• Temperature probes for each FPGA.
  • Fan speed monitoring (however don't necessarily make them PWM controllable)
  • Easily replaceable fans (like some 1U chassis where fans are not screwed in, but can be slided in and out of a plastic frame, with rubber to absorb vibrations).
  • Size each unit so that its fully-loaded configuration is about 960W. This will allow users to put exactly 2 of these units per 120V-20A circuit, or 4 per 240V-20A circuit, or 9 per 208V-30A 3-phase circuit (while not exceeding 80% of the circuit's maximum current rating). Rationale: in datacenter environments, users pay a fixed monthly price per circuit. A circuit not used at its maximum capacity (or a config not fully-loaded to not over-consume) is wasted money. BFL failed to follow this advice of mine when designing their 1250W mini rig.
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May 21, 2012, 03:32:23 AM
 #23

My advice to you, yohan:

Size each unit so that its fully-loaded configuration is about 960W. This will allow users to put exactly 2 of these units per 120V-20A circuit, or 4 per 240V-20A circuit, or 9 per 208V-30A 3-phase circuit (while not exceeded 80% of its maximum current rating). Rationale: in datacenter environments, users pay a fixed monthly price per circuit. A circuit not used at its maximum capacity (or a config not fully loaded to not over-consume) is wasted money. BFL failed to follow this advice of mine when designing their 1250W mini rig.

This so much. Ye typical DC gives you two 120v 20a circuits per rack and you have to pay for more at prices that are insane (but still cheaper than residential and small business electrical prices), and from what I've seen they max out at four 120v circuits at a rack. So, if all we have is 80a of 120v, we have to make the most of it as much as possible.

Given 1 units per 10a, each unit is, say, 4u big, a 42u rack will hold 8 of these units if we put 1u space between each one (which I've been told is normal for high density units so they don't cook each other) (= 5u), 8 * 10 = 80a, so we should be fine in an average DC, plus we have 2U to spare.

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May 21, 2012, 03:39:59 AM
 #24

BTW, re programmable VRMs. You're right, Yohan, they're expensive.

So, what about just having a jumper that we can change to swap out some of the power circuitry (resistors, etc) so that it'll lower (Spartan 6 example voltages) from 1.2 to, say, 1.0 and cut the clock rate just as much (assuming FPGAs are stable at low voltages, I have no experience with this on FPGAs, only on CPUs and GPUs).

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May 21, 2012, 08:28:02 AM
 #25

I agree to the sentiments that a blade and/or modular like design should work out quiet well.
I did see some examples on this forum of someone who did something like that.
Not sure if it went it to big production, but it certainly looked good and impressed many.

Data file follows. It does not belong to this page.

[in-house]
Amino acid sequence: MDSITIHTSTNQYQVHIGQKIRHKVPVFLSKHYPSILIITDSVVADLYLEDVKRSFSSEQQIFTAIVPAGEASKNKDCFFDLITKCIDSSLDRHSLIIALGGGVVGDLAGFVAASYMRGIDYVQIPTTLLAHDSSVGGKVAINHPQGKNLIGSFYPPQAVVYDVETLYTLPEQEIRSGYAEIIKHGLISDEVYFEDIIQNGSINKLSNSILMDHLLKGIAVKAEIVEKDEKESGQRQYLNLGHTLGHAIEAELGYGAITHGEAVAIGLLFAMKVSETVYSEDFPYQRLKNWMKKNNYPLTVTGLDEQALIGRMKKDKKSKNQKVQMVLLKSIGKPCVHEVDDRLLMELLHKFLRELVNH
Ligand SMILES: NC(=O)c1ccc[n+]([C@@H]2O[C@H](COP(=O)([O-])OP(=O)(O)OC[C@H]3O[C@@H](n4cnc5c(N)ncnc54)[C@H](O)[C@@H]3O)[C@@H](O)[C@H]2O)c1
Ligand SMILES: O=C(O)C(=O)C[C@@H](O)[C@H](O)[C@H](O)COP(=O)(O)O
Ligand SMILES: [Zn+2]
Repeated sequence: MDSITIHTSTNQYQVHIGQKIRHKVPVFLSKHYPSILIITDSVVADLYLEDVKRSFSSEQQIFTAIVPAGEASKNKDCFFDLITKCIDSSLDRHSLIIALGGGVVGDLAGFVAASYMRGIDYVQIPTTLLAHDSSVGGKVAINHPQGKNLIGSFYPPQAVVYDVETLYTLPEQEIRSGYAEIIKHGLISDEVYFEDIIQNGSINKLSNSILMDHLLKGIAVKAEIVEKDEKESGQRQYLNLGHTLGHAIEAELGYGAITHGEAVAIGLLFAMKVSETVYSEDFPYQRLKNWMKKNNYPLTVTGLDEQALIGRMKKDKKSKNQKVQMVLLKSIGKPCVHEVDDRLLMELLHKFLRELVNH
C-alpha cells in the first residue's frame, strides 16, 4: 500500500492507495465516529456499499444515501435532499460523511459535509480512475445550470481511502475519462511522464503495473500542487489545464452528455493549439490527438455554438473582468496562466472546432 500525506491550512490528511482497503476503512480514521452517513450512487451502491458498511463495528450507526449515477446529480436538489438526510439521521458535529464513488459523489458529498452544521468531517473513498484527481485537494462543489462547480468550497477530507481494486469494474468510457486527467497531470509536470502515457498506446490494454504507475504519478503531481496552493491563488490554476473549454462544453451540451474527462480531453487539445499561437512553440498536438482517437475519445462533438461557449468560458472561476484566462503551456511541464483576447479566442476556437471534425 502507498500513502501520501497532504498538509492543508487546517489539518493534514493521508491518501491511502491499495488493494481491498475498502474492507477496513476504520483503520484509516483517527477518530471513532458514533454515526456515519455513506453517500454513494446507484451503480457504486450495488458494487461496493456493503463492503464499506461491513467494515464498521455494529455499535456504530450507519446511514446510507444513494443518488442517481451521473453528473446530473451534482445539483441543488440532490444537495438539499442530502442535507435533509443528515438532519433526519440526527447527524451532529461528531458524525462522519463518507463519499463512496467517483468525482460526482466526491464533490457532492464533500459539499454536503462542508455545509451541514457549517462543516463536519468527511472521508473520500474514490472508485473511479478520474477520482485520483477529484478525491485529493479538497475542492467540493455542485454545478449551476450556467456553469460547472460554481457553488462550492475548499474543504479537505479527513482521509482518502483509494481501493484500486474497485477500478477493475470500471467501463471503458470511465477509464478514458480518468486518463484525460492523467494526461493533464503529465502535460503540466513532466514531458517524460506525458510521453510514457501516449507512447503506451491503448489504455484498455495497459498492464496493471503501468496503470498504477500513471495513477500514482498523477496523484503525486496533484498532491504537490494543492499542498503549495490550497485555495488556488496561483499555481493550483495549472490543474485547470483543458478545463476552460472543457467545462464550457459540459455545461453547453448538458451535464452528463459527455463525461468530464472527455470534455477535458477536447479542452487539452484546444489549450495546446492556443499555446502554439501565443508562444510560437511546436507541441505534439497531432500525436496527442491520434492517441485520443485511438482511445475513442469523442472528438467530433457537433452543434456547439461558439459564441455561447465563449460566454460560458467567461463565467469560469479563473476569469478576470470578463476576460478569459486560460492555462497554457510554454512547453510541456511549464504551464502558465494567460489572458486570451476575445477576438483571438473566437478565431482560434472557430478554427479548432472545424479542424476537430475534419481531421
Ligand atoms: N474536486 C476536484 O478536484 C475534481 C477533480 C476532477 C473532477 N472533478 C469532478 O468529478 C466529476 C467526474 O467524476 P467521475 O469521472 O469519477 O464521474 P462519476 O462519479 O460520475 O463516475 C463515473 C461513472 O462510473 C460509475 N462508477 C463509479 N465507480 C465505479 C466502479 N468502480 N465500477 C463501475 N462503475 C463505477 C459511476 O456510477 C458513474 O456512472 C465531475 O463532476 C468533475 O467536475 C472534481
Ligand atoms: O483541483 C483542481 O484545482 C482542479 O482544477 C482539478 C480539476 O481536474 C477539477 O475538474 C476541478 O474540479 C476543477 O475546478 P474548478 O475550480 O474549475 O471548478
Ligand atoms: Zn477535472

Upgrades and replacements could become a more viable thing, allowing a low starting cost to upgrade later.

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May 21, 2012, 11:21:52 AM
 #26

LOL at the guys talking about 120V Roll Eyes

For the US you have BFL and their crappy delays and excuses

For the EU we have yohan and this real company that delivers

Too bad we cannot import / export due to outrageous costs / VAT / duty and other gubbment crap.

I'd like to see someone in the UK import a BFL rig and somebody in the US import one of yohan's rigs.
mtminer
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May 21, 2012, 03:10:51 PM
 #27

1) Cost mega hash per $
2) Back plane
3) Ethernet or USB box doesn't need to be self sustaining, controlling computer can live somewhere else.

I am not sold on the idea of it needing to fit in a computer rack. Allot of people use shelving units, floors, and benches to hold their computers. An open air cage would be fine in my opinion.
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May 22, 2012, 12:48:28 AM
 #28

I agree with a modular design that can be sold and then upgraded or added to. The $15,000 BFL entry point is just focking stupid and actually it's bullshit because it kills the democratic/decentralized component of mining. You are now completely pushing out small scale miners and any form of ingenuity. This $15,000 bullshit is just a money box and will be worth .50 if bitcoin goes to shit. It's the nuclear weapon of bitcoin, once it exists you just up the ante too much and screw everyone who can't afford one.

If you guys can produce a 4-5 Gh/s base product which could be upgraded to 20-25 with additional modules added to the unit over time that would be ideal.

Please beat out BFL so we can piss on their poor business practices and customer service.  Mining is speculative enough without being forced to put out your money for months in advance and then still get delayed.
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May 22, 2012, 02:23:02 AM
 #29

I agree with a modular design that can be sold and then upgraded or added to. The $15,000 BFL entry point is just focking stupid and actually it's bullshit because it kills the democratic/decentralized component of mining. You are now completely pushing out small scale miners and any form of ingenuity. This $15,000 bullshit is just a money box and will be worth .50 if bitcoin goes to shit. It's the nuclear weapon of bitcoin, once it exists you just up the ante too much and screw everyone who can't afford one.